China is developing the CSS-X-20 (DF-41), a new road-mobile
ICBM possibly capable of carrying a MIRV payload. China appears to be
considering additional DF-41 launch options, including rail-mobile and silo
basing. The DF-41, which is expected to have a range of about 14,000 kilometers
and be mobile. China has conducted several tests of the DF-41 but has yet to deploy
the missile. The number of warheads on Chinese ICBMs capable of threatening the
United States is expected to grow to well over 100 in the next 5 years.
China has still not completed development of the
long-awaited DF-41 ICBM (CSS-X-20), which has been reported in development at
least since 1997. The US Defense Department believes that this missile is
capable of carrying MIRVs and rumors have spread in the media that the DF-41
can carry six to 10 warheads.
As is likely the case with the DF-5B, though, the number of
warheads that the DF-41 carries may be significantly less––perhaps three––and
the additional payload capability may focus on decoys and penetration aids to
overcome the US ballistic missile defense system. The PLARF conducted its tenth
test of the DF-41 in May 2018 and followed it up with a simulated second-strike
exercise in January 2019, which may have included the DF-41.
This could indicate that the missile has nearly completed
its development and testing cycle; however, the missile is not yet listed as
operational in the 2019 Defense Department report. The DF-41 is expected to
eventually replace the aging DF-5 ICBM and could potentially be launched from
silos and railcars, in addition to mobile TELs.
China will put its most powerful intercontinental ballistic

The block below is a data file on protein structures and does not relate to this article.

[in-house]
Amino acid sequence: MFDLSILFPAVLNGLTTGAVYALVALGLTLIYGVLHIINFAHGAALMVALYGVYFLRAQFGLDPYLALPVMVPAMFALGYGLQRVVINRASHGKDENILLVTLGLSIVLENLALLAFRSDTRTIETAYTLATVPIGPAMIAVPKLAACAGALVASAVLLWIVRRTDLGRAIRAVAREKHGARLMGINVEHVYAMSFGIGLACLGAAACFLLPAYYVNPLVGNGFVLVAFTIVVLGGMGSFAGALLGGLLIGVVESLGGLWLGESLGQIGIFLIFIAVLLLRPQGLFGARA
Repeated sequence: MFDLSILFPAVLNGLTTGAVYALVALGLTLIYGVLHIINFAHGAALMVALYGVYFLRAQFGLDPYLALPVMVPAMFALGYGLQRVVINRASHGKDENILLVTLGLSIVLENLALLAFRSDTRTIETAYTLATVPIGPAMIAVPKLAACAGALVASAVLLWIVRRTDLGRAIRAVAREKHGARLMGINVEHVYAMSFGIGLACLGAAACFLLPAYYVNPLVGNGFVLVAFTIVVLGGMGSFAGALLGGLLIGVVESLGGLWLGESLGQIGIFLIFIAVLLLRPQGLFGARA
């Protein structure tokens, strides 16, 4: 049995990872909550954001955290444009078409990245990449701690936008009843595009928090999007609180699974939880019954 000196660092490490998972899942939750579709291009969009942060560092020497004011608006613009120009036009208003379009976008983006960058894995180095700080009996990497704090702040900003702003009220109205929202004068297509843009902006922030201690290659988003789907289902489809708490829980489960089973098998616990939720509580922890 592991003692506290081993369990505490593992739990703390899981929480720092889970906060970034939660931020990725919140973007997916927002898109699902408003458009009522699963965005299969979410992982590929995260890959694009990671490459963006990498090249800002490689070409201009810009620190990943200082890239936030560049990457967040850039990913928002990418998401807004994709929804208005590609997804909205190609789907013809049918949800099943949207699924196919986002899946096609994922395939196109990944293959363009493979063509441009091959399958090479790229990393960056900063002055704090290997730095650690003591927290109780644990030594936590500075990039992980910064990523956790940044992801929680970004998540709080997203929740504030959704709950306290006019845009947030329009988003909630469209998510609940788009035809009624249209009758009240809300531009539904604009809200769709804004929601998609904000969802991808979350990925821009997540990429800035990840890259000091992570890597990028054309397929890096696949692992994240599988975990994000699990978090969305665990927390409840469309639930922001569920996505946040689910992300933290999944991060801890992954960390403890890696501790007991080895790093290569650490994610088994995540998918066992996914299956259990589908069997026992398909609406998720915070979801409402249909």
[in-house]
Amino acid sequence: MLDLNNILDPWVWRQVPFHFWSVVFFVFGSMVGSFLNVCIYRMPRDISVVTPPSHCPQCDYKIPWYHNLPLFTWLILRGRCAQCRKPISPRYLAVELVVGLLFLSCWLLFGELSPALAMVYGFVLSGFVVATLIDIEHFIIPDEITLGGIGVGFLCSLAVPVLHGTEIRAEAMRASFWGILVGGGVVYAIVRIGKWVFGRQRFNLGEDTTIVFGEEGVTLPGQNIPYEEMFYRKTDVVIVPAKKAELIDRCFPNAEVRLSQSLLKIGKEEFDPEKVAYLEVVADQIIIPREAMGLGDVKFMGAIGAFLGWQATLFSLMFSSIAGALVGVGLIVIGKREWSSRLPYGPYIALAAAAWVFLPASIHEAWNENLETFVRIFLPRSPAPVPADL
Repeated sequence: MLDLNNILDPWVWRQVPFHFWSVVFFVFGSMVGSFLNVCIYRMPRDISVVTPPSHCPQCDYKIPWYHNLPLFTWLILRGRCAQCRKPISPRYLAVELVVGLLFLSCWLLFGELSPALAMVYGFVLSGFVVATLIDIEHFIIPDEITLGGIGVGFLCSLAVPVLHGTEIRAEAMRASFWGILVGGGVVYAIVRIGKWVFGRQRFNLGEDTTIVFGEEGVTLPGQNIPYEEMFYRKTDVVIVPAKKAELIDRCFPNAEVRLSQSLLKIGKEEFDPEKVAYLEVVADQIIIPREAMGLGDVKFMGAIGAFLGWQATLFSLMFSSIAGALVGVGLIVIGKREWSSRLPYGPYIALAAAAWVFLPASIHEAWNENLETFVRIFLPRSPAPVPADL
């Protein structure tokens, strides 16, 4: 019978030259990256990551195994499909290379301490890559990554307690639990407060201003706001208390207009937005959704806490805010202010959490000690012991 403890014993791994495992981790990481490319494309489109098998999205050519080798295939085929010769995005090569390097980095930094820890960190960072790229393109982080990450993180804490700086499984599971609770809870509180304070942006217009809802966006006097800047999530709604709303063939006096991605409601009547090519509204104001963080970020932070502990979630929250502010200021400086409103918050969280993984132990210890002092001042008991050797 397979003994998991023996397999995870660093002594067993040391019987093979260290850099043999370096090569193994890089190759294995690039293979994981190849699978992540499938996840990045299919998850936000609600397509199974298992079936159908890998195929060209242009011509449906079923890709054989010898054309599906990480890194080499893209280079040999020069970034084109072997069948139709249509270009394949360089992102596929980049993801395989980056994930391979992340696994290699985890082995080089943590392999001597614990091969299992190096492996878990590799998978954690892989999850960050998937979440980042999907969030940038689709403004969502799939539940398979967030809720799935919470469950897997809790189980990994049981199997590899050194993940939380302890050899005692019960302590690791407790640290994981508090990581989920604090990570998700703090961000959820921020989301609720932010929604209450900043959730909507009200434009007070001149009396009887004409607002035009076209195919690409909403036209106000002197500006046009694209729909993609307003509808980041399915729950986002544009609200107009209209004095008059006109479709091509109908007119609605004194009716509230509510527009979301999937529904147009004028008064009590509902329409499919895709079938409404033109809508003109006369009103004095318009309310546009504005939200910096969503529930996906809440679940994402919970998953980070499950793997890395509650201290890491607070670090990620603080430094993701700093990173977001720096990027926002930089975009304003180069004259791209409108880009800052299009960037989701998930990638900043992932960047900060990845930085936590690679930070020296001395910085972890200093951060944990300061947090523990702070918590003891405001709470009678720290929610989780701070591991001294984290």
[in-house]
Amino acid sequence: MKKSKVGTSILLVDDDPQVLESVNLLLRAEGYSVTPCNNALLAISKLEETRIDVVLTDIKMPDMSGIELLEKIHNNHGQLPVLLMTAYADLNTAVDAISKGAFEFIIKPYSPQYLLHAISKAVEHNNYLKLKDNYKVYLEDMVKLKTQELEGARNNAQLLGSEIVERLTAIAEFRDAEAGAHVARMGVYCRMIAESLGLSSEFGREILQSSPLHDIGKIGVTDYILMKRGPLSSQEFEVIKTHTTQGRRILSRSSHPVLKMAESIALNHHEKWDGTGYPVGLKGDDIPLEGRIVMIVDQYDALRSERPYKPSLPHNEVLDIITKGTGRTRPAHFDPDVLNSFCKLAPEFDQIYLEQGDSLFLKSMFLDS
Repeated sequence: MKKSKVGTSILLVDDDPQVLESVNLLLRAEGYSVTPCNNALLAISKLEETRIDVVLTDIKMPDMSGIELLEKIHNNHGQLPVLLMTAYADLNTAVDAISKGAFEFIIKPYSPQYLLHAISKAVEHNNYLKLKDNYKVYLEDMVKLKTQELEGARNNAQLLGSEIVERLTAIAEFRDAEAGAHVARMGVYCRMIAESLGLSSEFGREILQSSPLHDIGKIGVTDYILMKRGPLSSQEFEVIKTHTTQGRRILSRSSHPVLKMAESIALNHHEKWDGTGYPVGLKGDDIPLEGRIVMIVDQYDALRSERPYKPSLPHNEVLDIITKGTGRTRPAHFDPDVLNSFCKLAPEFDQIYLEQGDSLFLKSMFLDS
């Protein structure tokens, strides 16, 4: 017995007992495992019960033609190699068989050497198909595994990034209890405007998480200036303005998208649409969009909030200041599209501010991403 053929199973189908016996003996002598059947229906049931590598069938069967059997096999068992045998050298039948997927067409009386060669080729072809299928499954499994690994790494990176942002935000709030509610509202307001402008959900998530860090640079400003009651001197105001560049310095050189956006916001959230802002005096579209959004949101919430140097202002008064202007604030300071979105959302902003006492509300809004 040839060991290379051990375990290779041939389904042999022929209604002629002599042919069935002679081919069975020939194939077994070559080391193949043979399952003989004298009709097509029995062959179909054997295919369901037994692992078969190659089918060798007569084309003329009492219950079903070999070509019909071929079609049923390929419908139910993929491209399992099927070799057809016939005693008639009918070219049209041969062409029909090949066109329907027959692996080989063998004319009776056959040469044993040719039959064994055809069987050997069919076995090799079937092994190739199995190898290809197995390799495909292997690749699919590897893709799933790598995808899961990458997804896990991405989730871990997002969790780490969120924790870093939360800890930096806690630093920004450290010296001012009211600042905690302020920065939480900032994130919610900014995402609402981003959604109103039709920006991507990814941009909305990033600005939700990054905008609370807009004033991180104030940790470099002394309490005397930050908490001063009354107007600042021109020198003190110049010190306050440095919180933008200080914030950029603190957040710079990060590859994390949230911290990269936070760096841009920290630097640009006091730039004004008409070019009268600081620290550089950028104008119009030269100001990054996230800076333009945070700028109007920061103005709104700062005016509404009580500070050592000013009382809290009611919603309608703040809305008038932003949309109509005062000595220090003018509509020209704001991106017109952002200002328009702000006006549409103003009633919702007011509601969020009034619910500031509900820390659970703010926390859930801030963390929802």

missile into service as early as this year, according to a regional defence
The DF-41, which was described by Washington as the world’s
longest-range missile, has entered its final test phase, according to
Canada-based Kanwa Asian Defence.
With an operational range of up to 14,500km, the DF-41 would
first be deployed to the advanced brigade of the People’s Liberation Army’s new
Rocket Force based in Xinyang in Henan province, the report said.
From there, the missile would be able to strike the United
States within half an hour by flying over the North Pole or slightly more than
30 minutes by crossing the Pacific, the report said.
But defence analysts said it was not clear if the DF-41
could break through the multilayered US missile defence system in the
“No one questions the longest range of the DF-41 is near
15,000km. But within just a few minutes of being launched, it might be blocked
by the US’ defence system at its Guam naval base,” Professor He Qisong, a
defence policy specialist at the Shanghai University of Political Science and
The solid-fuel, road-mobile ICBM had been tested at the
Wuzhai Missile and Space Test Centre – also known as the Taiyuan Satellite
Launch Centre – in Shanxi province since last summer, the Kanwa report said.
The DF-41 has been tested at least five times since July,
2014, according to the US-based Washington Free Beacon.
Earlier reports from the website said US intelligence
agencies had detected that the PLA’s missile force submitted a DF-41 missile to
a “canister ejection test” from a railway-mounted mobile launcher on December
The test was a milestone for Chinese strategic weapons
developers and showed that Beijing was moving ahead with building and deploying
the DF-41 on difficult-to-locate rail cars, in addition to previously known
road-mobile launchers, the website said.
Kanwa chief editor Andrei Chang said the strike rate of the
DF-41 would improve further after 2020 when China completed its home-grown
BeiDou navigation satellites, helping to wean the PLA off its dependence on the
US’ Global Positioning System.
But He said the US might develop technology to jam the
BeiDou system’s signals.
“The US has spared no effort to upgrade its missile defence system year after year,” He said. “The missile systems – so far – are just a game of threats played among the great powers.”
Missile Defense Project, “Dong Feng 41 (DF-41 / CSS-X-20),” Missile Threat, Center for Strategic and International Studies, August 12, 2016, last modified June 15, 2018, https://missilethreat.csis.org/missile/df-41/.